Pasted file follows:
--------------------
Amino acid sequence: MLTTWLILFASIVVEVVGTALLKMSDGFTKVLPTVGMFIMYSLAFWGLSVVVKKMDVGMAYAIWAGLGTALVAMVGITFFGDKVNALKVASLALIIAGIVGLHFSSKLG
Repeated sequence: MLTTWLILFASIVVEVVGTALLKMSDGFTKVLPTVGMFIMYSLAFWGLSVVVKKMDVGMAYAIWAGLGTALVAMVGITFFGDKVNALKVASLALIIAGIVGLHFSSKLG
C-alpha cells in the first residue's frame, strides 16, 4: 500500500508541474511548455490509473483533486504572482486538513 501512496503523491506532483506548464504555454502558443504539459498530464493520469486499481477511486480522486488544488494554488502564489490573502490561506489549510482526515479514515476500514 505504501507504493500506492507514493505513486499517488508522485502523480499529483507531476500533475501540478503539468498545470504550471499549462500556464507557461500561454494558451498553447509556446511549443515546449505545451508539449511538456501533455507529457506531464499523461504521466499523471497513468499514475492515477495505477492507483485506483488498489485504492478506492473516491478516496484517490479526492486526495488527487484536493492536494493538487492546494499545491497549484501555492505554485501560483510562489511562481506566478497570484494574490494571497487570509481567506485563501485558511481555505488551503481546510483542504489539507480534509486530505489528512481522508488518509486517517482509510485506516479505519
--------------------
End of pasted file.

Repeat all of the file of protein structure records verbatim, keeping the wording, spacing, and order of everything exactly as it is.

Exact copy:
Amino acid sequence: MLTTWLILFASIVVEVVGTALLKMSDGFTKVLPTVGMFIMYSLAFWGLSVVVKKMDVGMAYAIWAGLGTALVAMVGITFFGDKVNALKVASLALIIAGIVGLHFSSKLG
Repeated sequence: MLTTWLILFASIVVEVVGTALLKMSDGFTKVLPTVGMFIMYSLAFWGLSVVVKKMDVGMAYAIWAGLGTALVAMVGITFFGDKVNALKVASLALIIAGIVGLHFSSKLG
C-alpha cells in the first residue's frame, strides 16, 4: 500500500508541474511548455490509473483533486504572482486538513 501512496503523491506532483506548464504555454502558443504539459498530464493520469486499481477511486480522486488544488494554488502564489490573502490561506489549510482526515479514515476500514 505504501507504493500506492507514493505513486499517488508522485502523480499529483507531476500533475501540478503539468498545470504550471499549462500556464507557461500561454494558451498553447509556446511549443515546449505545451508539449511538456501533455507529457506531464499523461504521466499523471497513468499514475492515477495505477492507483485506483488498489485504492478506492473516491478516496484517490479526492486526495488527487484536493492536494493538487492546494499545491497549484501555492505554485501560483510562489511562481506566478497570484494574490494571497487570509481567506485563501485558511481555505488551503481546510483542504489539507480534509486530505489528512481522508488518509486517517482509510485506516479505519